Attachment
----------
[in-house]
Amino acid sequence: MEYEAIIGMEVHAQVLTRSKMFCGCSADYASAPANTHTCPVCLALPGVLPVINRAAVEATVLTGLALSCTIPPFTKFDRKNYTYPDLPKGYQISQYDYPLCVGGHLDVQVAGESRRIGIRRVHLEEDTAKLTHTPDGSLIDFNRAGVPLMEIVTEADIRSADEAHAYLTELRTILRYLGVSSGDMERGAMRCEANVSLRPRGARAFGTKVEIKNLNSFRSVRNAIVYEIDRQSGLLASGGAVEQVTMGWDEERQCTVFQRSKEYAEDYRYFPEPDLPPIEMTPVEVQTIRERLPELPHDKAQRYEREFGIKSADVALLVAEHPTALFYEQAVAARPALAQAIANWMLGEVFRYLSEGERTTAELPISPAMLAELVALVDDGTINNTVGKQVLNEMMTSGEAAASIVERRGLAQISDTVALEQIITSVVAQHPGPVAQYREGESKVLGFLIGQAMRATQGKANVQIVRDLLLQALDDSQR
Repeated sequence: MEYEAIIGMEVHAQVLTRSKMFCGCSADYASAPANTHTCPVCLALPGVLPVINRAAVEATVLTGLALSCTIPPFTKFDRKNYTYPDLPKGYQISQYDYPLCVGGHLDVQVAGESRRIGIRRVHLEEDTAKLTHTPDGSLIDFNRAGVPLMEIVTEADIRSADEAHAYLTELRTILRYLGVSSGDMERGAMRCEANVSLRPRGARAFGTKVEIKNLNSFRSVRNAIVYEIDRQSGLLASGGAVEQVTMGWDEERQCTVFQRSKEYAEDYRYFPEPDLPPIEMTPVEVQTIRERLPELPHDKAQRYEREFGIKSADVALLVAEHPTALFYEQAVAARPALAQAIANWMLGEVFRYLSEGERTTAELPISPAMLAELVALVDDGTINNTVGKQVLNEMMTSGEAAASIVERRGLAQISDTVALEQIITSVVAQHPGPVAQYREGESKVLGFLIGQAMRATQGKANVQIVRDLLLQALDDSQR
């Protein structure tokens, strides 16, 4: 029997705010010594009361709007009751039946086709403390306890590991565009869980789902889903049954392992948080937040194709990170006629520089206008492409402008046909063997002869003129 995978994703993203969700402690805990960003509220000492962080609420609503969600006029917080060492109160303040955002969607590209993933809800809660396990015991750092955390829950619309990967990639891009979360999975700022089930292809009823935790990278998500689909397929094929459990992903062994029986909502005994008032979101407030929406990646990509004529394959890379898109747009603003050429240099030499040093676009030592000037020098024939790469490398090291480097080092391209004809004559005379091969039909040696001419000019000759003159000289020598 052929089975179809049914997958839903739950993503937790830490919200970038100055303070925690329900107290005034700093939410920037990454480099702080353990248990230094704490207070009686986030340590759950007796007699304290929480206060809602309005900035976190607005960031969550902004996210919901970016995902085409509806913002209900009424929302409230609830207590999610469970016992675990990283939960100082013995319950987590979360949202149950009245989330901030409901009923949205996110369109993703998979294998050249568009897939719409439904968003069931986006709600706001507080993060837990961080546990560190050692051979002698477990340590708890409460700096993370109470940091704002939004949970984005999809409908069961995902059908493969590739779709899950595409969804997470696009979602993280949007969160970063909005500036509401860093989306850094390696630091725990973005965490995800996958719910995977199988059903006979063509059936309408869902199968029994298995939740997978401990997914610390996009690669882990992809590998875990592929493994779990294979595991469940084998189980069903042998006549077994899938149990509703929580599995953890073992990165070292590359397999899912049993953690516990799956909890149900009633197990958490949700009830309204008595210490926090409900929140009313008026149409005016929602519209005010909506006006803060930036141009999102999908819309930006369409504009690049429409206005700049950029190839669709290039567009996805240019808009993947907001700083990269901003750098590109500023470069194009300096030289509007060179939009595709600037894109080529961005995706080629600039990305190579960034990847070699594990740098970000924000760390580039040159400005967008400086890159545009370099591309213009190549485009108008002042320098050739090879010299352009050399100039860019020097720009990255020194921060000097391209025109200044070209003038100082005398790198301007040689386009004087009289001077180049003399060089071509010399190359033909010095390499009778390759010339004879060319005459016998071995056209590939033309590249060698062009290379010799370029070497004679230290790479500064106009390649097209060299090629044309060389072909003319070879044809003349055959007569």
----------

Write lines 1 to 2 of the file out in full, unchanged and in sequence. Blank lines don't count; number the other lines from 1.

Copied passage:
[in-house]
Amino acid sequence: MEYEAIIGMEVHAQVLTRSKMFCGCSADYASAPANTHTCPVCLALPGVLPVINRAAVEATVLTGLALSCTIPPFTKFDRKNYTYPDLPKGYQISQYDYPLCVGGHLDVQVAGESRRIGIRRVHLEEDTAKLTHTPDGSLIDFNRAGVPLMEIVTEADIRSADEAHAYLTELRTILRYLGVSSGDMERGAMRCEANVSLRPRGARAFGTKVEIKNLNSFRSVRNAIVYEIDRQSGLLASGGAVEQVTMGWDEERQCTVFQRSKEYAEDYRYFPEPDLPPIEMTPVEVQTIRERLPELPHDKAQRYEREFGIKSADVALLVAEHPTALFYEQAVAARPALAQAIANWMLGEVFRYLSEGERTTAELPISPAMLAELVALVDDGTINNTVGKQVLNEMMTSGEAAASIVERRGLAQISDTVALEQIITSVVAQHPGPVAQYREGESKVLGFLIGQAMRATQGKANVQIVRDLLLQALDDSQR